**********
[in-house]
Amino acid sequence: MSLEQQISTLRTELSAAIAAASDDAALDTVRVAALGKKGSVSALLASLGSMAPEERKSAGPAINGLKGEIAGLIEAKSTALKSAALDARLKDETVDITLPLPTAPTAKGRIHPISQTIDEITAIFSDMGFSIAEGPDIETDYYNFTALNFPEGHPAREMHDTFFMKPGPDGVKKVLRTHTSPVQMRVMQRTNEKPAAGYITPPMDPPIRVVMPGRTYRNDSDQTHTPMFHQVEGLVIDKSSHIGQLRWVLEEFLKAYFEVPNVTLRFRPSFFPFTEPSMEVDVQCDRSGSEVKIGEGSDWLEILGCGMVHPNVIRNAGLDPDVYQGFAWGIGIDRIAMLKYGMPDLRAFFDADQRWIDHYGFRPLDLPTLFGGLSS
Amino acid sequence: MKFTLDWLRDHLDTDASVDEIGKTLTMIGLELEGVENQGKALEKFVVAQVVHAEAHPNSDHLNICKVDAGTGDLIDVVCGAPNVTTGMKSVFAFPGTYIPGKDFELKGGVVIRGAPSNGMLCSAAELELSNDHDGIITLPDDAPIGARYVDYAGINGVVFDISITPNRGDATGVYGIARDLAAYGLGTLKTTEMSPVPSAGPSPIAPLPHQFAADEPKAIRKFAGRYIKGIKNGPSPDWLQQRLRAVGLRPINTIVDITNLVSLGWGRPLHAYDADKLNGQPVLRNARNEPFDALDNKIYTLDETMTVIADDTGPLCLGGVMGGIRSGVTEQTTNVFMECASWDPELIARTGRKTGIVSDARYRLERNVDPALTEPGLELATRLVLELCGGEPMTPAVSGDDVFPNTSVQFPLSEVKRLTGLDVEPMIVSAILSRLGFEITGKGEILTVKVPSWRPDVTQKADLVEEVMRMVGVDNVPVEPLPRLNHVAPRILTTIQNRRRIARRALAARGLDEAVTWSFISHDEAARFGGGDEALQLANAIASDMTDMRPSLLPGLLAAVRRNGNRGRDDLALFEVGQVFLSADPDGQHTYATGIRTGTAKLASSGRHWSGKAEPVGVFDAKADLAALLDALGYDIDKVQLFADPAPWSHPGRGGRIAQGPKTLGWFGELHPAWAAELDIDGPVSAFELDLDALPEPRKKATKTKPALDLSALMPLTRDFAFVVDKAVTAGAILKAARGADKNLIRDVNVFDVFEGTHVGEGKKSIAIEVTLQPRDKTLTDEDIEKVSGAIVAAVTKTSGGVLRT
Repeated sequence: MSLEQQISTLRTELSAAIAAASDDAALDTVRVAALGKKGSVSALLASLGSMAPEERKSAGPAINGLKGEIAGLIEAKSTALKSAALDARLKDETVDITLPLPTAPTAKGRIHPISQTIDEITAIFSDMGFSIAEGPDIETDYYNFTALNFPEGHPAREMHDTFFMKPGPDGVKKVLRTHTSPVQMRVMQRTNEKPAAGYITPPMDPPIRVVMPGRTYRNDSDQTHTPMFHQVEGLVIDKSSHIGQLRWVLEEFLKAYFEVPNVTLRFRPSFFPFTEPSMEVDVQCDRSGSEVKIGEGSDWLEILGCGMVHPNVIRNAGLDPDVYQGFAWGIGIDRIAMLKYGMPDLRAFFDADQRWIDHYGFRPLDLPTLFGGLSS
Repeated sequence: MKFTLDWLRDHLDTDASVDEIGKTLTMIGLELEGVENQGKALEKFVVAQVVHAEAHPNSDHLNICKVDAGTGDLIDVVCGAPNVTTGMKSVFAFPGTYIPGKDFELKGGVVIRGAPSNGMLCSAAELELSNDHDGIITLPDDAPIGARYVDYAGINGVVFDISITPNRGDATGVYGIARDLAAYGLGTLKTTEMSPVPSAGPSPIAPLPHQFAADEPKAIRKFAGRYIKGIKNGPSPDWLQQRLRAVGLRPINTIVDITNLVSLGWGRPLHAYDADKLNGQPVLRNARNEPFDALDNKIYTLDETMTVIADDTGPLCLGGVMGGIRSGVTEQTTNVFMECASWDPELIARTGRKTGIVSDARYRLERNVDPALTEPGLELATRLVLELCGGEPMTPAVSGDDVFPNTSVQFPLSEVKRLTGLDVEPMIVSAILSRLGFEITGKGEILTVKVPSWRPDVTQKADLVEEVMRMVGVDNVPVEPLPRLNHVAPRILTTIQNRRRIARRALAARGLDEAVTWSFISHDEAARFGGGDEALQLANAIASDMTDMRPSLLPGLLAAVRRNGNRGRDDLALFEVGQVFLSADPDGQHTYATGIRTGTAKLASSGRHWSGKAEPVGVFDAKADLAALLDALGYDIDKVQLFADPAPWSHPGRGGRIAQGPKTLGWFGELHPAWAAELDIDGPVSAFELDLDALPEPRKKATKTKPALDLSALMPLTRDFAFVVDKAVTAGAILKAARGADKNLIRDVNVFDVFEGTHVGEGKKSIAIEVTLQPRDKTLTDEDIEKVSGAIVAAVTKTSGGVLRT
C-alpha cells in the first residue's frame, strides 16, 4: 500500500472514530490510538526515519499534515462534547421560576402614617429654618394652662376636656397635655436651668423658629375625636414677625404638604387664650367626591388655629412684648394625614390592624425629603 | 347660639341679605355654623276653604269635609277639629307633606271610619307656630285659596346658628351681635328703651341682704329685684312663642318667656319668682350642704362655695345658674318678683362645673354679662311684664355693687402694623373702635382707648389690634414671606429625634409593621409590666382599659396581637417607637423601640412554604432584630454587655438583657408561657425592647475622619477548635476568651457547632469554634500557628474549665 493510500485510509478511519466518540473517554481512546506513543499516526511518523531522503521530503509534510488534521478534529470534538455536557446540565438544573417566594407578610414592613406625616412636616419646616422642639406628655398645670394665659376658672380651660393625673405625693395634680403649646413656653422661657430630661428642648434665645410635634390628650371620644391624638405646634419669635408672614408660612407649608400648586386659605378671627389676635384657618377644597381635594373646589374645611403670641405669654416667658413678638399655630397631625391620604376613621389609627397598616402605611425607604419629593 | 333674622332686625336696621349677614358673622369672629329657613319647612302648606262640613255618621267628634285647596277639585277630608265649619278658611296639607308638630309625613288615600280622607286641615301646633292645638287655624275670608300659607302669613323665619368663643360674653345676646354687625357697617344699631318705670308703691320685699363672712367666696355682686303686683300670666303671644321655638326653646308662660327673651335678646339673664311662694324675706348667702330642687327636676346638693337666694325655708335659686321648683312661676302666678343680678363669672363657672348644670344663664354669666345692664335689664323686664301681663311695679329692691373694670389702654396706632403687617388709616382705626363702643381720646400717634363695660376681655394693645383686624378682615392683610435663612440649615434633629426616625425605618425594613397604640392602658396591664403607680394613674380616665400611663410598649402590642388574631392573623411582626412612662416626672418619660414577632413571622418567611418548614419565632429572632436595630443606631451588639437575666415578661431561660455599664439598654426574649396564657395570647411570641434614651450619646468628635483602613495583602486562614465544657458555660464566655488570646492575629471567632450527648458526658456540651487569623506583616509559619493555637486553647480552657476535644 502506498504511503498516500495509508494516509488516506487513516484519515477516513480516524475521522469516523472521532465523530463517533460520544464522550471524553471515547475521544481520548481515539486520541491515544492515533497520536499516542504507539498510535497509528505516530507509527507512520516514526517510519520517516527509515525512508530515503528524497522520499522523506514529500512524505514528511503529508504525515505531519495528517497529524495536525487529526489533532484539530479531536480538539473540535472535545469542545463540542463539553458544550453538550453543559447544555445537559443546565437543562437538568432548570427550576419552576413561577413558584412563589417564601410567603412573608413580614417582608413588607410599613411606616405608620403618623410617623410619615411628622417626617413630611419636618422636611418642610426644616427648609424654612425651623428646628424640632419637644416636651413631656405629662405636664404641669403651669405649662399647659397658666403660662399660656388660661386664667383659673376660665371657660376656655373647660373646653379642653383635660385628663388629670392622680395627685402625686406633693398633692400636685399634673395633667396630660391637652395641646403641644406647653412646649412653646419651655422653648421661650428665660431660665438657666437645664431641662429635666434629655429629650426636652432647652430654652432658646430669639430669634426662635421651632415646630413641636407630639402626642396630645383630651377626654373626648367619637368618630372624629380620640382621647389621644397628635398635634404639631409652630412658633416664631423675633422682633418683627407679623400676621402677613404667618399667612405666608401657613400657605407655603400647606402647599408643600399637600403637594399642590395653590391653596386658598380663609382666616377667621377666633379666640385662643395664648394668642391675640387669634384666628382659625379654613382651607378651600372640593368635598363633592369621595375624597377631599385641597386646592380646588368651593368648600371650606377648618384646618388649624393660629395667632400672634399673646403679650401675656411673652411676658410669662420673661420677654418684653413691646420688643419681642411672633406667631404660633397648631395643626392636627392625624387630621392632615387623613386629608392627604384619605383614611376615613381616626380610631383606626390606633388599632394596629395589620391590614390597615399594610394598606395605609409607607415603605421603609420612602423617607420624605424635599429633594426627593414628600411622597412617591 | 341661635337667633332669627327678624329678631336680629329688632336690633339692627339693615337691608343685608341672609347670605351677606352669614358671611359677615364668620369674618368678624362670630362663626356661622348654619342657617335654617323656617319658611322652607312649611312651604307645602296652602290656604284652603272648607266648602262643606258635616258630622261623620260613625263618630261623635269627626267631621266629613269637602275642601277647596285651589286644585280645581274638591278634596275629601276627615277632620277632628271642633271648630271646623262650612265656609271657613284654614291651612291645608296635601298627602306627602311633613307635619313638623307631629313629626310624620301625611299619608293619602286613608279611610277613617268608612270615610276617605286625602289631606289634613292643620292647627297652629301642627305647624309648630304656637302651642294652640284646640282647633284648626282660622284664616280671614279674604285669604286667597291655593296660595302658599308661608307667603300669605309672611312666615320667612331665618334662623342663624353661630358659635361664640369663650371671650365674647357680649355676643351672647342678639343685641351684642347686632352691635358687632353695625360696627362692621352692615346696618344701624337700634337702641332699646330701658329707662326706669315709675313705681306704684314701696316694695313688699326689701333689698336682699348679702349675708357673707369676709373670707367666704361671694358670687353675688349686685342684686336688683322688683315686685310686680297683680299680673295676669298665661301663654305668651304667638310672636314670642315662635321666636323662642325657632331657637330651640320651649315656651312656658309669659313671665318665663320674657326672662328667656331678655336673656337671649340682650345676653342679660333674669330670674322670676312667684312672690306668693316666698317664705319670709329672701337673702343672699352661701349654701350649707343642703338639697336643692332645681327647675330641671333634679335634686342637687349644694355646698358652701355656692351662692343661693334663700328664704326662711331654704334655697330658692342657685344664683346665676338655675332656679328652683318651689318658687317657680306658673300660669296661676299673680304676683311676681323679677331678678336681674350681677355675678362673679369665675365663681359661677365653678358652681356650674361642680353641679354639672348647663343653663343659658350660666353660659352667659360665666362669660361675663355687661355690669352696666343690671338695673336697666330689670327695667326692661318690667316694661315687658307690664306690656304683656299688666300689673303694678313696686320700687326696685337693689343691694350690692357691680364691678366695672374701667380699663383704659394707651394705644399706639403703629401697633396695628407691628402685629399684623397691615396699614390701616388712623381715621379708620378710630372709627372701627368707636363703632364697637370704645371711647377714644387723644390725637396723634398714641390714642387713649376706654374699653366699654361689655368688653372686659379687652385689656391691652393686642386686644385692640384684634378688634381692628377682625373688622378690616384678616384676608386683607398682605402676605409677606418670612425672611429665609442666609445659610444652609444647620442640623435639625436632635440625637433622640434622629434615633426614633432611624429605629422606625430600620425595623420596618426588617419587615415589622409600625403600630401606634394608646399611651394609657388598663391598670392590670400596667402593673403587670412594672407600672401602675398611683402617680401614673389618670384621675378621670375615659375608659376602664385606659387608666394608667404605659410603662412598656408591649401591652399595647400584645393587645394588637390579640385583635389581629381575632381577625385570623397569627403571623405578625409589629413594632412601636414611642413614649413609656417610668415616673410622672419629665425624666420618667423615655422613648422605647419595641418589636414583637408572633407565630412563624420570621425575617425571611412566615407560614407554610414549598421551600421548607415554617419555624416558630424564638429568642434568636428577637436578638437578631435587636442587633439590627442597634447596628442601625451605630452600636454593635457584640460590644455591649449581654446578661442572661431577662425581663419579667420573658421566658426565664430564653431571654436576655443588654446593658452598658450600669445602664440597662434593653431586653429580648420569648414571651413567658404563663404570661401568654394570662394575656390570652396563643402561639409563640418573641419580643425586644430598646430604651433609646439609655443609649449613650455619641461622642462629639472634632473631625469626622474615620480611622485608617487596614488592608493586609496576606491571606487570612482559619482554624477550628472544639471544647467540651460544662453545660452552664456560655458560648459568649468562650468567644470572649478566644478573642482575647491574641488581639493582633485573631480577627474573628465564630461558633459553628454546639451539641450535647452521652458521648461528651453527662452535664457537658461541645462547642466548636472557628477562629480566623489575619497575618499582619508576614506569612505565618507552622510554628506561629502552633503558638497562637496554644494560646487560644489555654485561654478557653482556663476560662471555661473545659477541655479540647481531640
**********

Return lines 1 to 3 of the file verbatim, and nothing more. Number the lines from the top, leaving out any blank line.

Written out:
[in-house]
Amino acid sequence: MSLEQQISTLRTELSAAIAAASDDAALDTVRVAALGKKGSVSALLASLGSMAPEERKSAGPAINGLKGEIAGLIEAKSTALKSAALDARLKDETVDITLPLPTAPTAKGRIHPISQTIDEITAIFSDMGFSIAEGPDIETDYYNFTALNFPEGHPAREMHDTFFMKPGPDGVKKVLRTHTSPVQMRVMQRTNEKPAAGYITPPMDPPIRVVMPGRTYRNDSDQTHTPMFHQVEGLVIDKSSHIGQLRWVLEEFLKAYFEVPNVTLRFRPSFFPFTEPSMEVDVQCDRSGSEVKIGEGSDWLEILGCGMVHPNVIRNAGLDPDVYQGFAWGIGIDRIAMLKYGMPDLRAFFDADQRWIDHYGFRPLDLPTLFGGLSS
Amino acid sequence: MKFTLDWLRDHLDTDASVDEIGKTLTMIGLELEGVENQGKALEKFVVAQVVHAEAHPNSDHLNICKVDAGTGDLIDVVCGAPNVTTGMKSVFAFPGTYIPGKDFELKGGVVIRGAPSNGMLCSAAELELSNDHDGIITLPDDAPIGARYVDYAGINGVVFDISITPNRGDATGVYGIARDLAAYGLGTLKTTEMSPVPSAGPSPIAPLPHQFAADEPKAIRKFAGRYIKGIKNGPSPDWLQQRLRAVGLRPINTIVDITNLVSLGWGRPLHAYDADKLNGQPVLRNARNEPFDALDNKIYTLDETMTVIADDTGPLCLGGVMGGIRSGVTEQTTNVFMECASWDPELIARTGRKTGIVSDARYRLERNVDPALTEPGLELATRLVLELCGGEPMTPAVSGDDVFPNTSVQFPLSEVKRLTGLDVEPMIVSAILSRLGFEITGKGEILTVKVPSWRPDVTQKADLVEEVMRMVGVDNVPVEPLPRLNHVAPRILTTIQNRRRIARRALAARGLDEAVTWSFISHDEAARFGGGDEALQLANAIASDMTDMRPSLLPGLLAAVRRNGNRGRDDLALFEVGQVFLSADPDGQHTYATGIRTGTAKLASSGRHWSGKAEPVGVFDAKADLAALLDALGYDIDKVQLFADPAPWSHPGRGGRIAQGPKTLGWFGELHPAWAAELDIDGPVSAFELDLDALPEPRKKATKTKPALDLSALMPLTRDFAFVVDKAVTAGAILKAARGADKNLIRDVNVFDVFEGTHVGEGKKSIAIEVTLQPRDKTLTDEDIEKVSGAIVAAVTKTSGGVLRT